What qualified dividends besides stock dividends are you referring to?
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Old 06-09-2007, 06:02 PM   #6
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The tax treatment of the source of your retirement funds is key.

In Canada a retiree could minimize taxes by funding as much as possible through dividend withdrawals. The best case scenario: on $50K of dividend income from Canadian companies, the tax payable for someone living in Ontario would be only $914.29. The income tax calculator at Walter Harder & Associates Home Page is very useful in simulating scenarios. I have looked but have not been able to locate a similar calculator for the US.
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Old 06-09-2007, 08:06 PM   #7
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Quote:
Originally Posted by modhatter View Post
The idea of annuity goes against my needs which is to leave as much as I can to my son when I die. I don't know any other vehicles to shield this income as you suggest.

What qualified dividends besides stock dividends are you referring to?
I'm not talking about an immediate annuity, but a variable annuity that would be passed onto heirs. Vanguard and TIAA-CREF can help out with these. Var annuities are one of those "last-resort" things that folks with other tax-deferrred accounts would not want to have, but you ain't got no tax-deferred accounts, so perhaps you might be a good candidate for a low-cost variable annuity from Vanguard. Maybe some others can comment on this suggestion?

Qualified dividends are stock dividends, so no besides. You have selected an asset allocation with lots and lots of fixed income. Perhaps, you want to revisit that decision and have more ETFs and funds that pay qualified dividends?
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Old 06-09-2007, 08:28 PM   #8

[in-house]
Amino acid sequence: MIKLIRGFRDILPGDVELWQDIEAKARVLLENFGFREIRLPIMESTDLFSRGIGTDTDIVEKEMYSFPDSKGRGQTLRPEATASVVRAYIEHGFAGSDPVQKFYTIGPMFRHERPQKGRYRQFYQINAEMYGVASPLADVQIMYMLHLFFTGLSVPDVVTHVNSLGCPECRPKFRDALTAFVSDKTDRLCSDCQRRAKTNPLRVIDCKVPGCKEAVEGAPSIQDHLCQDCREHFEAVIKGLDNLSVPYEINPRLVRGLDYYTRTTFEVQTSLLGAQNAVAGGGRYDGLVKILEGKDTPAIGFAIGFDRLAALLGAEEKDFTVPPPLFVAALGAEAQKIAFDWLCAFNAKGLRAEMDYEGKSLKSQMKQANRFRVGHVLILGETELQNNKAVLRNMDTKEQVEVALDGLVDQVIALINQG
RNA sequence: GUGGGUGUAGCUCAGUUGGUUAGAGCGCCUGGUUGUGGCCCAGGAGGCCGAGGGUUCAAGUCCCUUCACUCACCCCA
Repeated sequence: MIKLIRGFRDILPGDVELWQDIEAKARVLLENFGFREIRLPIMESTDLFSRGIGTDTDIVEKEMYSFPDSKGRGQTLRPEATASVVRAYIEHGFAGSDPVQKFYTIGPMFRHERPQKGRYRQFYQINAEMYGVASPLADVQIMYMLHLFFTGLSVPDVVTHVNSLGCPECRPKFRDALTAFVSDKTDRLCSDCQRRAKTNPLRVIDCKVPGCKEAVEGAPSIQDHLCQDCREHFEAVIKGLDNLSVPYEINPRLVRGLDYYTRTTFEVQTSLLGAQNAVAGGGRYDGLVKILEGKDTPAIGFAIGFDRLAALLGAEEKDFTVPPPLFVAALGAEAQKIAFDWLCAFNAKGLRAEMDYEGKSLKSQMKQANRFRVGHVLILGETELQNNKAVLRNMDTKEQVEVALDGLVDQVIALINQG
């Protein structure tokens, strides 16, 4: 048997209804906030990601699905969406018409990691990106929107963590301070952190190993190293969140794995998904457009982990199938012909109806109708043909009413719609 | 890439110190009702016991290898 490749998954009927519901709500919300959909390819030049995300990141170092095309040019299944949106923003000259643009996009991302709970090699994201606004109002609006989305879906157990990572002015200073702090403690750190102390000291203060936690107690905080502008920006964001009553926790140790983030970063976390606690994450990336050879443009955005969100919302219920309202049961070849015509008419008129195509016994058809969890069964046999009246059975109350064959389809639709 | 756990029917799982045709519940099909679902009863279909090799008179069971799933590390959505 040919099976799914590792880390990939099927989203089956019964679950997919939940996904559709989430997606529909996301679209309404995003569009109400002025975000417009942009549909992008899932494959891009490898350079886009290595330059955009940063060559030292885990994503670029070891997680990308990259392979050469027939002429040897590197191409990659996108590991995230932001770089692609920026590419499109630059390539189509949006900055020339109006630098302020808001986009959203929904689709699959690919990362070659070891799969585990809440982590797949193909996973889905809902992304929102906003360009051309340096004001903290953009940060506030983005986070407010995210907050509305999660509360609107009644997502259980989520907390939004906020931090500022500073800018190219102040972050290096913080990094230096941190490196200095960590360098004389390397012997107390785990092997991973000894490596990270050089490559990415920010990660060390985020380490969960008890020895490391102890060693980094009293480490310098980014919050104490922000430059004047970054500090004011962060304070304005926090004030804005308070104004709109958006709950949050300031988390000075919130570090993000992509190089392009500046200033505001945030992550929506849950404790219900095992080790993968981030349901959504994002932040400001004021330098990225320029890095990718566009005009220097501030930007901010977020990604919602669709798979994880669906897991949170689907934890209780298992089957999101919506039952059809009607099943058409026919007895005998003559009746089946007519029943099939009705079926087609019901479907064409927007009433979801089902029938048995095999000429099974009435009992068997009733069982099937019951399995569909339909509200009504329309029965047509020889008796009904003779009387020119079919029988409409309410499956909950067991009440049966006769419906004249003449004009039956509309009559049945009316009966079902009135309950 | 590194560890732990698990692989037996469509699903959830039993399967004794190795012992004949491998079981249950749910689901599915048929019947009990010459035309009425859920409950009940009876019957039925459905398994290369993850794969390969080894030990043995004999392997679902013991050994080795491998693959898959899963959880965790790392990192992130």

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I have used a Vanguard variable annuity since 2002 to hide some of my after tax investments from taxes. You don't have to convert it to an annuity, you can withdraw from it just like you can from an IRA, only paying taxes on the gains just like a regular IRA.

You can pick and choose among VG funds, and yes the expenses are a little higher but I have calculated the returns myself every year and they have been quite acceptable. I have 65% in VG bond index and 35% in VG stock index.

My personal returns have been

2002 12.63%
2003 9.94%
2004 6.46%
2005 3.55%
2006 8.02%
2007 (est.)4.13%
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Old 06-09-2007, 09:43 PM   #9
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I guess I don't know enough about them then. I will have to read up and educate myself better. Thank you very much for the suggestion.
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Old 06-10-2007, 07:30 AM   #10
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I gave my input into tax consequences of retirement investing in your "bucket" thread here:
New bucket approach

I think that your income orientation not only punishes you heavily tax-wise, but it makes you vulnerable to inflation.

Audrey